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The secret behind Samuel Shankland's performance at the FIDE World Cup 2021

by Sagar Shah - 29/07/2021

Samuel Shankland's run at the FIDE World Cup 2021 has been quite amazing. He has beaten Jobava, Areshchenko, Jumabayev, Svidler and is now very close to eliminating Sergey Karjakin. How did the American GM become so strong all of a sudden? While for some it might be a sudden surge in form, for Sam Shankland and his long standing trainer Jacob Aagaard this is the logical result of several years of hardwork. In this article we try to reveal to you one of the most important elements of Sam's success.

US grandmaster Samuel Shankland is in scintillating form at the FIDE World Cup 2021 | Photo: Eric Rosen

Sam Shankland has shown tremendous form at the FIDE World Cup 2021. He beat Baadur Jobava in round 2, Alexander Areschenko in round 3, Rinat Jumabayev in round 4 and Peter Svidler in round 5. In the Quarter Finals (round 6), he beat Sergey Karjakin in game one with the white pieces. Game two will be played today. The interesting thing to note is that Sam has beaten all of his opponents, except Areshchenko, in the Classical time control itself. While for many Shankland's performance comes as a surprise, for his long time trainer Jacob Aagaard it is something that he expected.

Sam Shankland and Jacob Aagaard training at the latter's home in Scotland before the Prague Masters 2021

After Sam Shankland won the Prague Masters 2021, I spoke to Jacob Aagaard in an interview that was published on ChessBase India. Jacob mentioned that he did not find it surprising that Sam won the tournament and that this was the result of relentless hard work in the last year and a half where he was locked up in his home during the Covid-19 pandemic. You can check out the video interview below to see a glimpse of how a world class trainer works with a super elite grandmaster.

Interview with Sam Shankland's trainer Jacob Aagaard in June 2021

One of the things that Jacob put specific emphasis on was the Killer Homework that Sam would do every week. Shankland himself is a trainer at the Killer Chess Training (Online) Academy. However, he makes sure that he does the homework that is sent to all the students. What I found very interesting was the fact that a 2200-rated player at the Academy would indulge in the same homework and try to solve the same positions as a 2700+ super elite GM. How is that possible? According to Jacob, the same rules of calculation applies to all and he sees no reason to differentiate the material based on level. The feedback that is sent to students after they submit the homework is especially useful, as they get an idea of where they are going wrong.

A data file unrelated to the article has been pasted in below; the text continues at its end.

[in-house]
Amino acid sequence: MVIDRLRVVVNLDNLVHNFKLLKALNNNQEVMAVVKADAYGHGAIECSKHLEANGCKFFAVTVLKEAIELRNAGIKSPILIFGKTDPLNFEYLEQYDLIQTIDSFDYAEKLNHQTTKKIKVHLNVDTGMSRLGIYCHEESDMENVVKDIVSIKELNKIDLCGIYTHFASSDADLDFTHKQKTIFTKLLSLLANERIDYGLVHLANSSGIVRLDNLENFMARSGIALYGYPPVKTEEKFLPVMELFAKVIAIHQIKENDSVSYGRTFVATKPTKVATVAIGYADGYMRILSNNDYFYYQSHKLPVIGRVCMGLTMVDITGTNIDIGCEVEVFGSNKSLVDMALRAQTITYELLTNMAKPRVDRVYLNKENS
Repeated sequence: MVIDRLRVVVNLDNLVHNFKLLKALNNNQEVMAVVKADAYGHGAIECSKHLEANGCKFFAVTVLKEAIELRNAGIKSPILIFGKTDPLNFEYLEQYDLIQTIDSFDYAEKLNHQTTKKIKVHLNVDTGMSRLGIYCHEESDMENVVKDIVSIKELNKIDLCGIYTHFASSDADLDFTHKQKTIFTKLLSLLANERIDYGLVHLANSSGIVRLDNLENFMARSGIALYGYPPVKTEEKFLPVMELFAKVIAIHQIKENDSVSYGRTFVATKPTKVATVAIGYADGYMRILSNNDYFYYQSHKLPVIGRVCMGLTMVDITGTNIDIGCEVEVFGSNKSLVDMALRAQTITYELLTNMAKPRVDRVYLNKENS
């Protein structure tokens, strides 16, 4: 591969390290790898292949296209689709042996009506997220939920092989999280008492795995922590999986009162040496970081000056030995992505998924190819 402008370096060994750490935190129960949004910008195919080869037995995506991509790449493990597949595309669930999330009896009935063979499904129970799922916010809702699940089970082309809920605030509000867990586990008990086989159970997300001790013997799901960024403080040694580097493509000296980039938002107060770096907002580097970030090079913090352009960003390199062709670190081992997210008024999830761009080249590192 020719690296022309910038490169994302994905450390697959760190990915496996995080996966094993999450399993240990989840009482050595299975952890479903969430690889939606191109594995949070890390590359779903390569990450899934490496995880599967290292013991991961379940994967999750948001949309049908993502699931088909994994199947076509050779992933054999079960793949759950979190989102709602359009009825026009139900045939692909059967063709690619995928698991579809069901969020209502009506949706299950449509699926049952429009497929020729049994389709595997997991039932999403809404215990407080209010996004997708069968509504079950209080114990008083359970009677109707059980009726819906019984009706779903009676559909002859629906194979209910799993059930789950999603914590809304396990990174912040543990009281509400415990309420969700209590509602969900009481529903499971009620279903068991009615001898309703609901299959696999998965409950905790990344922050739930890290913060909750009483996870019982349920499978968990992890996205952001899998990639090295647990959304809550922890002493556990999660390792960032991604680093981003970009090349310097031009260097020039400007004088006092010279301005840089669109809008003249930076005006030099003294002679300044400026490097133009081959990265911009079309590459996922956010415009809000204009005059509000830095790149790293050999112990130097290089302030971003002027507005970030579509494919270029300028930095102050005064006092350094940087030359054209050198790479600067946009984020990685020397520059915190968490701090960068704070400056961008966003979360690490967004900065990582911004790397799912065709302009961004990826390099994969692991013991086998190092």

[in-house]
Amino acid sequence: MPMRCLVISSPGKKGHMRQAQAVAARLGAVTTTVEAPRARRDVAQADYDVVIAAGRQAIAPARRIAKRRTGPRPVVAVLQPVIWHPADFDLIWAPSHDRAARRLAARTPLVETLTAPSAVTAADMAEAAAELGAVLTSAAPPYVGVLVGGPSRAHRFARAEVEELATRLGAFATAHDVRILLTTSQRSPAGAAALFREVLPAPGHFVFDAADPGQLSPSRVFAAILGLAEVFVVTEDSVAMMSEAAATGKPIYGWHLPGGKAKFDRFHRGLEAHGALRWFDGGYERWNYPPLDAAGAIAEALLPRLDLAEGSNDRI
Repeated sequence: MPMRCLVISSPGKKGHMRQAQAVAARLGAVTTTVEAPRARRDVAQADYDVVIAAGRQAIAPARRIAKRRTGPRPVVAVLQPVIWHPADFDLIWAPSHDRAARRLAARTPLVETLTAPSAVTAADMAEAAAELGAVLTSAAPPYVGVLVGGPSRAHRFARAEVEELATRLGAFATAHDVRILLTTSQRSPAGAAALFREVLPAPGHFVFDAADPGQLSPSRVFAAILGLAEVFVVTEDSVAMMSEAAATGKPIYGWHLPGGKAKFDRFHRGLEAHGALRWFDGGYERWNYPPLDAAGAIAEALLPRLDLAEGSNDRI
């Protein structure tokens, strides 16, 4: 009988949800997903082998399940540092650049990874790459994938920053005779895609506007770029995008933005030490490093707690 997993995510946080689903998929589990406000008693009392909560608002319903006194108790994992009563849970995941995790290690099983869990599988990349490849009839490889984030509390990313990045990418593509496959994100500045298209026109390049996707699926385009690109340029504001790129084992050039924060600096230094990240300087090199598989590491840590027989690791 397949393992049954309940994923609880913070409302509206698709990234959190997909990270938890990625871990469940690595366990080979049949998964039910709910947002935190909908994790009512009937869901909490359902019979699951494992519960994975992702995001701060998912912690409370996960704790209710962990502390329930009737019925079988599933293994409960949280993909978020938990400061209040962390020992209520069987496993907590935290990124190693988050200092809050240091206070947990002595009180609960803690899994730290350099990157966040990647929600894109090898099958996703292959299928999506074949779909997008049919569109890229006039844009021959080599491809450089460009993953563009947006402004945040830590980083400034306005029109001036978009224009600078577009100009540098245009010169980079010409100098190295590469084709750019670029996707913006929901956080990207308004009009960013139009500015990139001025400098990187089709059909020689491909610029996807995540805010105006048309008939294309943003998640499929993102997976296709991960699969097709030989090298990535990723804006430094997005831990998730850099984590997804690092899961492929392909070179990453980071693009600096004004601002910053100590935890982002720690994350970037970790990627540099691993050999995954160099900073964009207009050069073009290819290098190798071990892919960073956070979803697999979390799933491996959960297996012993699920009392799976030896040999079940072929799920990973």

The grind is real!

Below is an example of one week of Killer Homework, that was sent on 12th of January 2021 to the students. It has 12 positions. You can try and solve them. The answers are given in the form of a YouTube video below where Aagaard and Shankland discuss the solutions. 

White to play

Black to play

Black to play

White to play

White to play

White to play

White to play

White to play

White to play

White to play

White to play

White to play

Solutions:

Check out Jacob Aagaard and Sam Shankland discussing the homework

You can evaluate yourself for the homework you have done based on the table above

Purpose of the homework

If you want to be a runner, you need to run. If you want to play chess, you need to think... The purpose of Homework Club is to nudge our members to train their thinking skills continuously. It is not a test. The positions are collected for their instructive value and not meant to be equally difficult each week. The purpose of the exercises is to give you a weekly workout and to help you discover new ideas and new approaches to chess. Hopefully and very likely your decision making will improve drastically over time.

Submitting the homework

This is the method used to submit homework at the Killer Chess Training. (Don't submit the homework for the above 12 positions!)

 

1) The first is to print out of the exercises, write on the page, scan the three exercise pages and submit them as a compiled PDF.

2) The second is to use a PDF programme such a lumin to write directly into the PDF.

 

In both cases, email with a email send it to KillerHomeworkClub@gmail.com. Do not reply to an old email! And no links! The email address is for Homework Submission only!

Don't use engines

At times there are students who submit exercises that have been checked with engines after the student has solved them, or maybe without the student solving them at all. Either way, to submit engine supported variations is a grave breach of trust. It wastes our time and we will not mark such submissions. Engines are a tool. Some romantics will say that chess was more mysterious and interesting before the engines, but the reality is that they exist and will continue to do so. Learning to work with them correctly is important. With Internet chess booming, so is the temptation to use engines during games. A lot of people are ruining their careers in chess by falling for the temptation to use engines during games. It is being widely recognised that chess is in a deep existential crisis. For those that love chess and want to improve in the game, it is important to learn to use engines in the right way and at the right time. That is a whole class in itself. For Homework Club the right time to use an engine is after you have watched the class.

Trainers at Killer Chess Training

The team of trainers at the Killer Chess Training

Useful links

Download the above 12 positions of Killer homework as a PDF file

Website of Killer Chess Training

YouTube channel

Books by Sam Shankland